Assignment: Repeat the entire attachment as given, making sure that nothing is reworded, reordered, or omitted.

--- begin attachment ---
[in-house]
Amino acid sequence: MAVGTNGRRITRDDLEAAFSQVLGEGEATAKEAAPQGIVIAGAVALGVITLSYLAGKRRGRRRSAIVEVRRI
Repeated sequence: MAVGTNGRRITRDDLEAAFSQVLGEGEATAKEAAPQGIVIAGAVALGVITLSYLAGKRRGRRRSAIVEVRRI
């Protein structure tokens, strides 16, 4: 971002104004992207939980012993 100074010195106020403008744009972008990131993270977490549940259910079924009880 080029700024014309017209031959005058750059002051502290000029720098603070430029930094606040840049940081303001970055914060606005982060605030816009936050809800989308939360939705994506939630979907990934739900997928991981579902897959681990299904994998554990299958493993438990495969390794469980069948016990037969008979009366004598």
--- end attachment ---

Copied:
[in-house]
Amino acid sequence: MAVGTNGRRITRDDLEAAFSQVLGEGEATAKEAAPQGIVIAGAVALGVITLSYLAGKRRGRRRSAIVEVRRI
Repeated sequence: MAVGTNGRRITRDDLEAAFSQVLGEGEATAKEAAPQGIVIAGAVALGVITLSYLAGKRRGRRRSAIVEVRRI
């Protein structure tokens, strides 16, 4: 971002104004992207939980012993 100074010195106020403008744009972008990131993270977490549940259910079924009880 080029700024014309017209031959005058750059002051502290000029720098603070430029930094606040840049940081303001970055914060606005982060605030816009936050809800989308939360939705994506939630979907990934739900997928991981579902897959681990299904994998554990299958493993438990495969390794469980069948016990037969008979009366004598």